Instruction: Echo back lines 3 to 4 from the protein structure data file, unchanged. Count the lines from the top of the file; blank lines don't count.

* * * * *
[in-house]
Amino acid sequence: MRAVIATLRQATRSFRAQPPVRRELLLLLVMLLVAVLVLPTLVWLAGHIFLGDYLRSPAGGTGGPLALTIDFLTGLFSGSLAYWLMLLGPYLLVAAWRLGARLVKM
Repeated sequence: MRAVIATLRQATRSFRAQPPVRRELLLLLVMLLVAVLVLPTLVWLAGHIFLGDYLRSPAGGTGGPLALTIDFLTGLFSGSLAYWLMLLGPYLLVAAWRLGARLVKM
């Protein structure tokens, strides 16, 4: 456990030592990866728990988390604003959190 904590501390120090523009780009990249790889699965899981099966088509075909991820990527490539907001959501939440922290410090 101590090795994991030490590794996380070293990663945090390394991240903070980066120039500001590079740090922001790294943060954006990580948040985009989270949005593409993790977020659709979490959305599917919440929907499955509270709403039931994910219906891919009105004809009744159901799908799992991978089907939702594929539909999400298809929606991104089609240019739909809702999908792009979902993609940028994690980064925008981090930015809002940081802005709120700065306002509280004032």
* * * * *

Repeated sequence: MRAVIATLRQATRSFRAQPPVRRELLLLLVMLLVAVLVLPTLVWLAGHIFLGDYLRSPAGGTGGPLALTIDFLTGLFSGSLAYWLMLLGPYLLVAAWRLGARLVKM
């Protein structure tokens, strides 16, 4: 456990030592990866728990988390604003959190 904590501390120090523009780009990249790889699965899981099966088509075909991820990527490539907001959501939440922290410090 101590090795994991030490590794996380070293990663945090390394991240903070980066120039500001590079740090922001790294943060954006990580948040985009989270949005593409993790977020659709979490959305599917919440929907499955509270709403039931994910219906891919009105004809009744159901799908799992991978089907939702594929539909999400298809929606991104089609240019739909809702999908792009979902993609940028994690980064925008981090930015809002940081802005709120700065306002509280004032």